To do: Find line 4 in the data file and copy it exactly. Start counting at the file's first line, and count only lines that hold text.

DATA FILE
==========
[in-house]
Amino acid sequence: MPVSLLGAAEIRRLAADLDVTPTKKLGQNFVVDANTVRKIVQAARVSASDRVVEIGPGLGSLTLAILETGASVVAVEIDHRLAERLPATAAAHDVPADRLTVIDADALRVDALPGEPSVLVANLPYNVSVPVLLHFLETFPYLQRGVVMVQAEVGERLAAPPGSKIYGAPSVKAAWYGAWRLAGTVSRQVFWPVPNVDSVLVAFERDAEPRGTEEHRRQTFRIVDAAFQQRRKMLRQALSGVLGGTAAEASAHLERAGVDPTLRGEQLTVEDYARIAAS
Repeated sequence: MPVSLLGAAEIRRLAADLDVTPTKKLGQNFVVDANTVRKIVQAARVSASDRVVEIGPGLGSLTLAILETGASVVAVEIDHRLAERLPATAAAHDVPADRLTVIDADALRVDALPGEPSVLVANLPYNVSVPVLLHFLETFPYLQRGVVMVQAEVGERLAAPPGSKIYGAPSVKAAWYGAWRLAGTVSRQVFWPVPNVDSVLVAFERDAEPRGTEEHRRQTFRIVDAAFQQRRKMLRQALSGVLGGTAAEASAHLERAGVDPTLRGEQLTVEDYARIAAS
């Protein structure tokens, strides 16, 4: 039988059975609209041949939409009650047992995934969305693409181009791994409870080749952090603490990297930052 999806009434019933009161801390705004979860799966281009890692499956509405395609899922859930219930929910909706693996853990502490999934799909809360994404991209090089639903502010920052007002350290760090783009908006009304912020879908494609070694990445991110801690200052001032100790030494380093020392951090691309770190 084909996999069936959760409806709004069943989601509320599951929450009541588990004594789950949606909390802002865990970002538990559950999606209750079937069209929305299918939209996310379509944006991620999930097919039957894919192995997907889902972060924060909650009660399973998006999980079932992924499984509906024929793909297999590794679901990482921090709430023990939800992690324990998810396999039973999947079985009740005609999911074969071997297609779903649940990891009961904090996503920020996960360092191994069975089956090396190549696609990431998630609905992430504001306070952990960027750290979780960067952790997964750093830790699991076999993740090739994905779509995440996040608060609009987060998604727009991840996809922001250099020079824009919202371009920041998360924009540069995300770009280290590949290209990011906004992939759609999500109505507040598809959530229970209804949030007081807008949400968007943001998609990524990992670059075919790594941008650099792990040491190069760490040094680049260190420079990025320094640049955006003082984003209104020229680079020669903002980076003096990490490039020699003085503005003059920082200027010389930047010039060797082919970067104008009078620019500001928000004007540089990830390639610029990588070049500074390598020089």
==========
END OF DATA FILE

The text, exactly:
């Protein structure tokens, strides 16, 4: 039988059975609209041949939409009650047992995934969305693409181009791994409870080749952090603490990297930052 999806009434019933009161801390705004979860799966281009890692499956509405395609899922859930219930929910909706693996853990502490999934799909809360994404991209090089639903502010920052007002350290760090783009908006009304912020879908494609070694990445991110801690200052001032100790030494380093020392951090691309770190 084909996999069936959760409806709004069943989601509320599951929450009541588990004594789950949606909390802002865990970002538990559950999606209750079937069209929305299918939209996310379509944006991620999930097919039957894919192995997907889902972060924060909650009660399973998006999980079932992924499984509906024929793909297999590794679901990482921090709430023990939800992690324990998810396999039973999947079985009740005609999911074969071997297609779903649940990891009961904090996503920020996960360092191994069975089956090396190549696609990431998630609905992430504001306070952990960027750290979780960067952790997964750093830790699991076999993740090739994905779509995440996040608060609009987060998604727009991840996809922001250099020079824009919202371009920041998360924009540069995300770009280290590949290209990011906004992939759609999500109505507040598809959530229970209804949030007081807008949400968007943001998609990524990992670059075919790594941008650099792990040491190069760490040094680049260190420079990025320094640049955006003082984003209104020229680079020669903002980076003096990490490039020699003085503005003059920082200027010389930047010039060797082919970067104008009078620019500001928000004007540089990830390639610029990588070049500074390598020089």